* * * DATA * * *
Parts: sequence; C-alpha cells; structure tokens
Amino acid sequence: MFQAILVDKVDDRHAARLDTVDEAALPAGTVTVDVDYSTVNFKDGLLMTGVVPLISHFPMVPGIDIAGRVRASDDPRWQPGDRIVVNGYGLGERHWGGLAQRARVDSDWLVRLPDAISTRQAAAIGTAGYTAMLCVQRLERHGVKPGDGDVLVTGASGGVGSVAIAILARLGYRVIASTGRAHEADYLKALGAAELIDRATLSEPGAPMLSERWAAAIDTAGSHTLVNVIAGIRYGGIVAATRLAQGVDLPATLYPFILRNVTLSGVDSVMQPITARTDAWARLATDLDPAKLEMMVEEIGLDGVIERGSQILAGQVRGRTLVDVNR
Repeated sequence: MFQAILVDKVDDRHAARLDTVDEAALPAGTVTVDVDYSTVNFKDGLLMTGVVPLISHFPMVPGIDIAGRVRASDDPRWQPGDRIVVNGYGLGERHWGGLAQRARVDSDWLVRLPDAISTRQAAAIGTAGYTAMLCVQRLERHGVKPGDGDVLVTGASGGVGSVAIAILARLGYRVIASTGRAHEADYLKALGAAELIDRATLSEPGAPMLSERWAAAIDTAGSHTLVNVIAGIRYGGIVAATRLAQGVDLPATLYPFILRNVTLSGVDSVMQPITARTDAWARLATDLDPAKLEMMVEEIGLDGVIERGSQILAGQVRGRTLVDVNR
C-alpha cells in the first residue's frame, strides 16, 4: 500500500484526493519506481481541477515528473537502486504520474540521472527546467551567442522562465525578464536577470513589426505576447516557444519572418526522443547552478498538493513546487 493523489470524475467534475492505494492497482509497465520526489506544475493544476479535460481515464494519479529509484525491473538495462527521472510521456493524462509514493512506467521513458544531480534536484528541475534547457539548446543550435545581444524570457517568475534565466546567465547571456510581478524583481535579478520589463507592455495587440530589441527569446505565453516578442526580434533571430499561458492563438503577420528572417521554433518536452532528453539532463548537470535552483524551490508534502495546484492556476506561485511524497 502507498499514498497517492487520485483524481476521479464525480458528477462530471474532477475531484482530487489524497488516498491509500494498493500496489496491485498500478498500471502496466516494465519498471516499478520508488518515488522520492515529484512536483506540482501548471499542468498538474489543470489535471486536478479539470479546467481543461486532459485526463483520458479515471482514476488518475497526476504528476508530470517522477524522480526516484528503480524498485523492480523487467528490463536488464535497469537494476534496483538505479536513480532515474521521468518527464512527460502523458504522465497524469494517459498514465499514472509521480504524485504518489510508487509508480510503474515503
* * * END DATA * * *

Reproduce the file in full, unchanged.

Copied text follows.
Parts: sequence; C-alpha cells; structure tokens
Amino acid sequence: MFQAILVDKVDDRHAARLDTVDEAALPAGTVTVDVDYSTVNFKDGLLMTGVVPLISHFPMVPGIDIAGRVRASDDPRWQPGDRIVVNGYGLGERHWGGLAQRARVDSDWLVRLPDAISTRQAAAIGTAGYTAMLCVQRLERHGVKPGDGDVLVTGASGGVGSVAIAILARLGYRVIASTGRAHEADYLKALGAAELIDRATLSEPGAPMLSERWAAAIDTAGSHTLVNVIAGIRYGGIVAATRLAQGVDLPATLYPFILRNVTLSGVDSVMQPITARTDAWARLATDLDPAKLEMMVEEIGLDGVIERGSQILAGQVRGRTLVDVNR
Repeated sequence: MFQAILVDKVDDRHAARLDTVDEAALPAGTVTVDVDYSTVNFKDGLLMTGVVPLISHFPMVPGIDIAGRVRASDDPRWQPGDRIVVNGYGLGERHWGGLAQRARVDSDWLVRLPDAISTRQAAAIGTAGYTAMLCVQRLERHGVKPGDGDVLVTGASGGVGSVAIAILARLGYRVIASTGRAHEADYLKALGAAELIDRATLSEPGAPMLSERWAAAIDTAGSHTLVNVIAGIRYGGIVAATRLAQGVDLPATLYPFILRNVTLSGVDSVMQPITARTDAWARLATDLDPAKLEMMVEEIGLDGVIERGSQILAGQVRGRTLVDVNR
C-alpha cells in the first residue's frame, strides 16, 4: 500500500484526493519506481481541477515528473537502486504520474540521472527546467551567442522562465525578464536577470513589426505576447516557444519572418526522443547552478498538493513546487 493523489470524475467534475492505494492497482509497465520526489506544475493544476479535460481515464494519479529509484525491473538495462527521472510521456493524462509514493512506467521513458544531480534536484528541475534547457539548446543550435545581444524570457517568475534565466546567465547571456510581478524583481535579478520589463507592455495587440530589441527569446505565453516578442526580434533571430499561458492563438503577420528572417521554433518536452532528453539532463548537470535552483524551490508534502495546484492556476506561485511524497 502507498499514498497517492487520485483524481476521479464525480458528477462530471474532477475531484482530487489524497488516498491509500494498493500496489496491485498500478498500471502496466516494465519498471516499478520508488518515488522520492515529484512536483506540482501548471499542468498538474489543470489535471486536478479539470479546467481543461486532459485526463483520458479515471482514476488518475497526476504528476508530470517522477524522480526516484528503480524498485523492480523487467528490463536488464535497469537494476534496483538505479536513480532515474521521468518527464512527460502523458504522465497524469494517459498514465499514472509521480504524485504518489510508487509508480510503474515503